I went to the Million Hoodie March in San Francisco, where despite the visible presence of Occupy SF and Occupy Oakland people (including the iconic red and white OO sign) things stayed mostly on-topic. We had one guy from an indie newspaper start talking about how the system (meaning capitalism) was at the root of the problem, and one person from Occupy Oakland made a comment about a few Occupiers being held for an alleged hate crime, but neither spoke for very long, and the response was pretty tepid. Most speakers spoke about their experiences with racism, and if anyone talked about a systemic problem it had to do with the endemic racism in the criminal justice system that allowed the killers to go free (like Zimmerman) or get a slap on the wrist (like Johannes Mehserle).

    During the march itself (at least the parts I was able to participate in, since I had to leave after a few blocks) some people started adding “fuck the police” onto the end of “no justice, no peace” (turning it into another FTP march, which would have been off-topic like whoa) but once people with bullhorns realized what was going on they made an active effort to change the chants so that they were focused back on Trayvon Martin. So although I could tell that there was a desire to co-opt the march and the rally, I think with a few exceptions the Occupy people were good about stepping back and letting the focus stay on Trayvon Martin.

  • Anonymous

    There was this amazing/frustrating speakout-debate at Union Square at around 10:30pm.  At first, it was stories about personal experiences with racial profiling and discrimination with the police, but then OWS members kept interrupting and turning the attention away from Trayvon Martin and towards the economy and screwing the police, etc. etc.  It was really upsetting to listen to, actually, because you could see the crowd being unsettled by the change in direction in dialogue. 

    However, there were several OWS who noticed the co-opting attempt and stepped in the circle to speak and apologize to those there for Trayvon Martin and tell other OWS members to stop and back off for a bit – and one of them finally did succeed in stopping the debate, but then the speakout dissolved and people spoke amongst themselves.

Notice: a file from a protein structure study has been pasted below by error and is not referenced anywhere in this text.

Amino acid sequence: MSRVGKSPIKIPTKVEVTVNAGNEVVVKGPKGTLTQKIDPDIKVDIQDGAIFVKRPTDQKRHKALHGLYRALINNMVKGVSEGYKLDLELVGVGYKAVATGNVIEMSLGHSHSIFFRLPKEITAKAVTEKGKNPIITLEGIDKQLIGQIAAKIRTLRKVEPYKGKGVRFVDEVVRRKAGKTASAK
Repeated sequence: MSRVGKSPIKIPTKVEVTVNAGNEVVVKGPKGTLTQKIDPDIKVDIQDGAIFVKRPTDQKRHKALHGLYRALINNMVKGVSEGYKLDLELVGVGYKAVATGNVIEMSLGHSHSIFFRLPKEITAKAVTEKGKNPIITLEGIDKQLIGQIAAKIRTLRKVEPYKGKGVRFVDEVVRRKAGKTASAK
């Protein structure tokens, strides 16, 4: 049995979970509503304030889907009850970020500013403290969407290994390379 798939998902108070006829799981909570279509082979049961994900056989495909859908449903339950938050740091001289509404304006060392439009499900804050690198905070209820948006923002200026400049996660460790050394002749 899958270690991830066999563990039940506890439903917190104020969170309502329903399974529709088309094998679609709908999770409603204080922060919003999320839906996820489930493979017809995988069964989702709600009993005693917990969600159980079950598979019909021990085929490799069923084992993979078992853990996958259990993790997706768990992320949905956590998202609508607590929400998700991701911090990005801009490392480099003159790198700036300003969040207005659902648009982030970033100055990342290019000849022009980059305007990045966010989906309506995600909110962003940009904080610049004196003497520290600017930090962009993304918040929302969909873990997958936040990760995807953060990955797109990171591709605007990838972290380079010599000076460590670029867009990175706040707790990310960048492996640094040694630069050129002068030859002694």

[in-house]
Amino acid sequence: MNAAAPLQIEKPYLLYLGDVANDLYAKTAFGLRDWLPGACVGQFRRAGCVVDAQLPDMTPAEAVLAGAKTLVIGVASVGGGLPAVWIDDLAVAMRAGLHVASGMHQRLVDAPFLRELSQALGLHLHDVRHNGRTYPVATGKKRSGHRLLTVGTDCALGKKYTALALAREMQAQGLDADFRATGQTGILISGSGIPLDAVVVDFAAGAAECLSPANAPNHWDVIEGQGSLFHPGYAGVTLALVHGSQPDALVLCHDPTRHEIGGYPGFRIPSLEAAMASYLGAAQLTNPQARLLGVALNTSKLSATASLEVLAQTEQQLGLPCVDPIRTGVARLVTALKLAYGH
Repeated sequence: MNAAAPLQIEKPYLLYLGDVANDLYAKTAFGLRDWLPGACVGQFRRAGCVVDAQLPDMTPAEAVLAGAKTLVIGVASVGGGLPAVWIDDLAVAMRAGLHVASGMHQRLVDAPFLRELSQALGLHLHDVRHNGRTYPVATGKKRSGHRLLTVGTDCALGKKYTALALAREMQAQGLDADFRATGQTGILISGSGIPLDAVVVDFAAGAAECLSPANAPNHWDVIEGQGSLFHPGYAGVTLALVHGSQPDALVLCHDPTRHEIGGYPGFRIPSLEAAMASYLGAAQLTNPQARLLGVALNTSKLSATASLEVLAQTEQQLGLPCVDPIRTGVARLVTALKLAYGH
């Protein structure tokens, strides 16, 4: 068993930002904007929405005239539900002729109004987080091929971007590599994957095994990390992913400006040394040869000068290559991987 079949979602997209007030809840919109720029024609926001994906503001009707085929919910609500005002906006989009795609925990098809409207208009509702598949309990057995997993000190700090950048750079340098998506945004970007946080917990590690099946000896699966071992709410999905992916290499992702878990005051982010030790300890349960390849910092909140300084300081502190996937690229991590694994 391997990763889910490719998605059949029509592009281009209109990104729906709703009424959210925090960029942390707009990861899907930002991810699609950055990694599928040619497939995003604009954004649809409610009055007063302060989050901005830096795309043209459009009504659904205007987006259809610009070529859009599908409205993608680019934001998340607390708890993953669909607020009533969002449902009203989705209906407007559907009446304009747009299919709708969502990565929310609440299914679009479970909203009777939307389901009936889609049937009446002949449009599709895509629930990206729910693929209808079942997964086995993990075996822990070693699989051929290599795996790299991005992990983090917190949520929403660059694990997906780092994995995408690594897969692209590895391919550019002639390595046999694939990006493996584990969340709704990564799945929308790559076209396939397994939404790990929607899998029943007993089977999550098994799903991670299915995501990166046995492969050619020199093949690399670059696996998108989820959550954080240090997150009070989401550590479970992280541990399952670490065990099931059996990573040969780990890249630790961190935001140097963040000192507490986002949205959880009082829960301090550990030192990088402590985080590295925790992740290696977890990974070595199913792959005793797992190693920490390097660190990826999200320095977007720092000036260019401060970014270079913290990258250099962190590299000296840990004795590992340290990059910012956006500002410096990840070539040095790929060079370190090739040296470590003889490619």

OWS and MHM can work together in the future, but last night was for mourning and rage, and many (at Union Sq) felt they weren’t allowed that by OWS.

    The main issue with this march is that it was very disorganized/no one with back-up plans – a leaderless protest is all good in the abstract, but not so much here.  The march got split up into three groups (I think) – one group went north from Union Square, another went south (which… why?), and another was guided in marching a circle – this last one, when arriving back at Union Square, was then further divided by those who wanted to stay at Union Square and those who wanted to go to Times Sq.  We need a “if ___, do ___” plan.

    One thing I noticed is that a lot of people don’t have their facts straights about Trayvon Martin’s murder.  There was a lot of rage about cops killing him, which was… kind of embarrassing to listen to.  Not that police brutality and racial discrimination isn’t at the core of the march and for thousands of young black men!  but… really, please learn that in Martin’s case, the issue was with racial prejudice on part of civilians and racially-motivated neglect on part of police.